Beginning Monday, cellular telephone companies will not be required to provide analog service. While most wireless telephone users will not be affected by this transition (often called the “analog cellular sunset”), some users may be affected. In addition, the transition could affect some alarm systems and some users of OnStar in-vehicle communications service. OnStar discontinued offering its analog service, found in older cars, on Dec. 31.
Wireless Telephone Service
The analog cellular sunset will not affect anyone using a digital-only handset (including subscribers to wireless service from Sprint/Nextel or T-Mobile).
It might affect those using a handset that can receive analog service from a cellular telephone company, including AT&T Mobility, Verizon Wireless, Alltel, US Cellular, and Dobson (and other companies that market their services as “Cellular One”). Companies must notify their analog customers prior to discontinuing analog service.
There are several ways to tell if a handset is digital or analog. If it has advanced features such as text or instant messaging, Internet browsing, an MP3 player,or an integrated camera, it is digital. If it uses a SIM card (a small, removable card that can be found under the phone’s battery), it is digital. Some wireless phones display an icon indicating that they have digital capabilities.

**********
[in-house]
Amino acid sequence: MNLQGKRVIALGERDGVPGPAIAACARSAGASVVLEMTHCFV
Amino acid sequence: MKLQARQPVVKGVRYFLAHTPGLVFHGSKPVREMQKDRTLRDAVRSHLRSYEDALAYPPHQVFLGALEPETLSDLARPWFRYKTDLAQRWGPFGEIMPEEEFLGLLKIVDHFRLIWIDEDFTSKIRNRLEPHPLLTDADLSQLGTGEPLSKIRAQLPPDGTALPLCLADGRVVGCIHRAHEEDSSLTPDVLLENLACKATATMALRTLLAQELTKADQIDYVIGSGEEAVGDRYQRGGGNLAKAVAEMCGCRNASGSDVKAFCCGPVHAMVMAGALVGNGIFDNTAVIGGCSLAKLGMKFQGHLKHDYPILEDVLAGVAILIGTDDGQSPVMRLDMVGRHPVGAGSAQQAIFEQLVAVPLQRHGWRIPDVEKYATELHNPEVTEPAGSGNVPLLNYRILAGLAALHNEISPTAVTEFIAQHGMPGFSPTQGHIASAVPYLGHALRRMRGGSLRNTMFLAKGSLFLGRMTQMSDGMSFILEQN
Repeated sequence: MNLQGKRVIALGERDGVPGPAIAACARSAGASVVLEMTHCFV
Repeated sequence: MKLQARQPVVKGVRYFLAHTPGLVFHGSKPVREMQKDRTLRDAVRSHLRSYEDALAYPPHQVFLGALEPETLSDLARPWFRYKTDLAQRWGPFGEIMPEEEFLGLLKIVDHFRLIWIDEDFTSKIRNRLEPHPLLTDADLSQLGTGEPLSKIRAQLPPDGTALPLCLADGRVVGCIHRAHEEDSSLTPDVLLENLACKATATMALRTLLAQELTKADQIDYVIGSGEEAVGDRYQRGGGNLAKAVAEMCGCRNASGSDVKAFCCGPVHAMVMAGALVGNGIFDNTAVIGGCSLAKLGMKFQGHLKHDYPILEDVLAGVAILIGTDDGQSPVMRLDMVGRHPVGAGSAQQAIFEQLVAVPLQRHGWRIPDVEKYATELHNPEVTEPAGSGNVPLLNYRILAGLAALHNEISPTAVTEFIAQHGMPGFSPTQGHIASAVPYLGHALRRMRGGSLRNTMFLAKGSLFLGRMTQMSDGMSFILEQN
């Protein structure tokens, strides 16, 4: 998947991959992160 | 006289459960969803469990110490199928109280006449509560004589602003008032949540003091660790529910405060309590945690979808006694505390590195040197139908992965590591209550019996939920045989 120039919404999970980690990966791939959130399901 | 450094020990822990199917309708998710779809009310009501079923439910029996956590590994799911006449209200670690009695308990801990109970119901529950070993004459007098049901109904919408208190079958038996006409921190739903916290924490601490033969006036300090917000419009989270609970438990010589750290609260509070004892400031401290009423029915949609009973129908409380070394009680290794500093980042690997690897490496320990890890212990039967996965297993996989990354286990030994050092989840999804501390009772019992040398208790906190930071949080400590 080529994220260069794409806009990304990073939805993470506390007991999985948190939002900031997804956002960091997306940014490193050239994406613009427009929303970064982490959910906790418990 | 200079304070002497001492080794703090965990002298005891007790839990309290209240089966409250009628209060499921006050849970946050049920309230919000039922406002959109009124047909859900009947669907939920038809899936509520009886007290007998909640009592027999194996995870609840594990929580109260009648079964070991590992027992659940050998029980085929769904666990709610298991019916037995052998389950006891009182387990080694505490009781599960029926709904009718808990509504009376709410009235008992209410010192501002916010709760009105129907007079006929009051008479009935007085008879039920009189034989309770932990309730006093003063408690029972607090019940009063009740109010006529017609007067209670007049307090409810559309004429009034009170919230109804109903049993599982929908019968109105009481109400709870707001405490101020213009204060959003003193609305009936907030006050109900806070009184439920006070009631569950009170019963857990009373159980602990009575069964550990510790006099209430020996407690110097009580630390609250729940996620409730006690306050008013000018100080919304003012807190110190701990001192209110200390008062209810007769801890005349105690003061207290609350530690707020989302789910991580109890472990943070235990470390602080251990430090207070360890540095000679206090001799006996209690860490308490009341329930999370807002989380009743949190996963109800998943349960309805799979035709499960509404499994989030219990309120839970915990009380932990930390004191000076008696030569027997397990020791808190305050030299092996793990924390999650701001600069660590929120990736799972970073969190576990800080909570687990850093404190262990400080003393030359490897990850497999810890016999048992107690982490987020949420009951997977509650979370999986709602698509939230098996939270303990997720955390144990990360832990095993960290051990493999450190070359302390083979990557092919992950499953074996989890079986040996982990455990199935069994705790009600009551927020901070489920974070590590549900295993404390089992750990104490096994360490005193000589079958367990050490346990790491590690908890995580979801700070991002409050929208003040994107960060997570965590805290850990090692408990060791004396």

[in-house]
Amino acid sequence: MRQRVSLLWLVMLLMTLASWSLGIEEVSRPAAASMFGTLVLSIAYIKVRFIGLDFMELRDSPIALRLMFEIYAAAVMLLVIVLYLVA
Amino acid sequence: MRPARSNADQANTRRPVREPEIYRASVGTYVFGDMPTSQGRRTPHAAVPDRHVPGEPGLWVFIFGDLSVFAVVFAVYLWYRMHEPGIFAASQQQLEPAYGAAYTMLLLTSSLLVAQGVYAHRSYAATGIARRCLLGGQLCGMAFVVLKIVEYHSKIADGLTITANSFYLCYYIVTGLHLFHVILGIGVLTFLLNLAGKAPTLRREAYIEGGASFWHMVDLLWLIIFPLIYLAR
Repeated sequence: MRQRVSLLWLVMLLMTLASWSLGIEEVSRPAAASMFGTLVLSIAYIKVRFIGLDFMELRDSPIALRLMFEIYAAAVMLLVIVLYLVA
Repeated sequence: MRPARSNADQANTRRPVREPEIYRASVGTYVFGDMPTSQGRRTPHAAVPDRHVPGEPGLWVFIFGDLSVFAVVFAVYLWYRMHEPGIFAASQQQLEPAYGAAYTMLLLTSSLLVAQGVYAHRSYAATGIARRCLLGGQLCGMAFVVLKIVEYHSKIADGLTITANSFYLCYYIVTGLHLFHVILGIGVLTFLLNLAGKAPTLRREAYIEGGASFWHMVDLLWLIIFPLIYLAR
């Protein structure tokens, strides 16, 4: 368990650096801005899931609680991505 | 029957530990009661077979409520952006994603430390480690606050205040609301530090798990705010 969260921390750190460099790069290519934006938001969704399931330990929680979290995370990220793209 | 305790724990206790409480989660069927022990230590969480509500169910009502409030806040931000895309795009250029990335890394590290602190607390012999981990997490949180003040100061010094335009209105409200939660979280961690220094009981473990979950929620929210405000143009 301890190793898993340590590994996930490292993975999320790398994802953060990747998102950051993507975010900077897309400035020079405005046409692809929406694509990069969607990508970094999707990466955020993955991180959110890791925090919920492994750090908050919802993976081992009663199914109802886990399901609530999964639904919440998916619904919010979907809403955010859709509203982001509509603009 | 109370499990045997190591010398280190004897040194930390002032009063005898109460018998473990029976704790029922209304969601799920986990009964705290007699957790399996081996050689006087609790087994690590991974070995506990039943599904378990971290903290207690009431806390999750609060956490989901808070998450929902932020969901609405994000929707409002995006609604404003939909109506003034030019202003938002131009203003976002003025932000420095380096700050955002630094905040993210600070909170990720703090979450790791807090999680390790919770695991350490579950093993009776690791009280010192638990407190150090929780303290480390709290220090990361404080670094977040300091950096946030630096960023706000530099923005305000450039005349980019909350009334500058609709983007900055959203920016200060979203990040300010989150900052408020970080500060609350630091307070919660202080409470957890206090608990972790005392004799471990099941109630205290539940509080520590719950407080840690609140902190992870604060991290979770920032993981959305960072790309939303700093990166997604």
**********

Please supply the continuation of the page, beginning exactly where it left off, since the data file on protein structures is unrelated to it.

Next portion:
Many wireless telephone companies have helpful information about their analog-to-digital transition plans on their Web sites.
To determine how roaming service may be affected by the transition, customers should contact their wireless telephone company directly and inquire whether any of its roaming partners will discontinue their analog service after Monday.
The analog cellular sunset may affect services relying on analog cellular radio equipment, such as alarm systems with wireless analog radio links.
The majority of alarm systems installed in homes and businesses do not use a wireless radio signal to connect to a central monitoring station. Some alarm systems, however, use analog radio equipment and send a wireless signal — provided by a wireless telephone company — using the 800 MHz spectrum. These systems are affected by the transition.
According to the alarm industry, out of a total 26 million installed alarm systems, there are approximately one million systems that use analog radio equipment. Wireless alarm systems installed before spring 2006 generally used analog equipment. Alarm companies are in the process of contacting their customers to arrange for replacement installation of a digital alarm radio.
Consumers who believe their alarm system relies on an analog wireless radio and haven’t been contacted by their alarm company, or consumers who are unsure about what type of alarm system they have, should contact their alarm company to determine their options for maintaining service.
Analog OnStar service was terminated on Dec. 31. Information regarding OnStar service and the analog cellular sunset can be found on the OnStar Web site at http://www.onstar.com/us_english/jsp/digital_transition.jsp. Vehicles equipped with analog-only OnStar equipment cannot be upgraded and no longer receive OnStar service.
OnStar subscribers with vehicles equipped with dual mode (digital and analog) OnStar equipment will continue to receive service. OnStar subscribers with vehicles equipped with analog/digital-ready equipped vehicles must be upgraded in order to receive service.
Consumers with questions about their OnStar service should contact OnStar toll-free at 1-866-579-7726 (have your OnStar account number or your vehicle identification number available), or visit OnStar’s Web site at https://www.myonstar.com/adt.os.